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Norman Barrows

how could unlimited speed and ram simplify game code?

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how could unlimited speed and ram simplify game code?

 

imagine its the future, and PCs have become so powerful that gamedevs have access to unlimited ram and infinite clock cycles to burn for all intents and purposes.

 

how could this simplify game code?

 

a few things come to mind:

 

just one generic game object type, and everything is a game object. every entity, every inventory item, every terrain chunk mesh, every particle and emitter, everything.

 

a flat list of all game objects.

 

render could simply iterate though the list of game objects: if active and renderable, render it.  wouldn't even need culling (unlimited speed - remember?). no backface, no frustum, no occlusion, no possibly visible surface determination, no oct-trees, etc.

 

update could also just iterate thru the list of game objects: if active, update based on type.

 

input could ether process input immediately, or store it for later use during update. don't see many things changing there.

 

there would be no need for separate storage for shared constant data of entity types. each object instance could store a copy of all constant values (weight, price, based damage, etc) - unlimited ram, remember? 

 

all object types could have all possible member variables for all object types (unlimited ram), so you only need one type of "uber" game object type for everything.

 

obviously, one could also go crazy with new features and exotic processor and ram intensive algos, but thats not the point here.

 

the point here is not what new complex stuff we could do (we could do anything), its what current complex stuff we'd no longer have to do.

 

so, how could unlimited ram and clock cycles simplify game coding?

 

NOTE: this started as a though experiment, but has evolved into "how could such an architecture be adapted for use today", IE what complex stuff we still need to do (like culling).

Edited by Norman Barrows

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Though maybe such a language already exists but nobody uses it because it allocates everything on the heap and has weird syntax.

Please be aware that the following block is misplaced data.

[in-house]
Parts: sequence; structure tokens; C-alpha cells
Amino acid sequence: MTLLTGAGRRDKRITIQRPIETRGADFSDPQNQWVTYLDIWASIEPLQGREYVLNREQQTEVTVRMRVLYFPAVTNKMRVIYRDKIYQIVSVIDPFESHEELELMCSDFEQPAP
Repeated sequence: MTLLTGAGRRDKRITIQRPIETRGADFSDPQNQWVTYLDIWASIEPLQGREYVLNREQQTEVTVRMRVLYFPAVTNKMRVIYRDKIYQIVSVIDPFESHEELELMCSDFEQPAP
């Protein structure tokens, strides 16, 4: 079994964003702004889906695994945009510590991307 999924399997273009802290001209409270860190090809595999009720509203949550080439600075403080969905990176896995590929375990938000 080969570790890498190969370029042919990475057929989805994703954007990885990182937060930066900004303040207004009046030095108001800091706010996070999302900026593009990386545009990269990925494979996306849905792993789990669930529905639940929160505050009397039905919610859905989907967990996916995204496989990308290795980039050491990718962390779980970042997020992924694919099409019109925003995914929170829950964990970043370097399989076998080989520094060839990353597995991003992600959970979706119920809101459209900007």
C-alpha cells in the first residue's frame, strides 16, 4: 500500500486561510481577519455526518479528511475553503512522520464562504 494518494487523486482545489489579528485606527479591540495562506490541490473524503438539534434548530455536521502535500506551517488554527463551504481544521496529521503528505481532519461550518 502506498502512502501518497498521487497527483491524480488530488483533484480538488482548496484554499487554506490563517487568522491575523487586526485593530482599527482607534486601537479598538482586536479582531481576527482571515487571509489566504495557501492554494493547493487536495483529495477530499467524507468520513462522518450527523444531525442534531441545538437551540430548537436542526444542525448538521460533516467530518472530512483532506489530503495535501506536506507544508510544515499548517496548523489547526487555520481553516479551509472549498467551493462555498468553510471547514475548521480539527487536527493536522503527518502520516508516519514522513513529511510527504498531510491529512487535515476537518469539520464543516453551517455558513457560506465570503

What you're describing sounds a lot like Prolog.

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We could use ray tracing for most things which would remove the need for a lot of fancy effects. For example doing reflections would just work, ambient occlusion would just work etc.

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Maybe frame the question in another way: Many programmers, gameplay or otherwise already act as if there was more performance and memory than there actually is. A tiny group of programmers then have the ungrateful, but often fun job to bridge between perceived reality and apparent reality. These programmers would not be needed anymore. ;)

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Though maybe such a language already exists but nobody uses it because it allocates everything on the heap and has weird syntax.



What you're describing sounds a lot like Prolog.

 

Is this true Waterlimon?

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Is this true Waterlimon?

 

I wasnt referring to any particular language, but prolog did enter my mind while writing that (along with all those functional languages there are?)... Note that I dont know anything about prolog, except someone once said that it can solve stuff for you or something :I

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We would start writing more declarative code instead of imperative. We dont write how to get to the result, we write what properties a valid result shall have.
 

 

not so sure ram and clock cycles would make a difference there, that's more language related.

 

 


Though maybe such a language already exists but nobody uses it because it allocates everything on the heap and has weird syntax.

 

LOL!  laugh.png

 

 


Of course, we would just make a game that works exactly like our universe, and its so awesome that everyone plays just that, and then we build regular old slow computers inside that world and think how cool and challenging it is to deal with the limitated system resources...

 

ROTFL!   OMG!    laugh.png laugh.png

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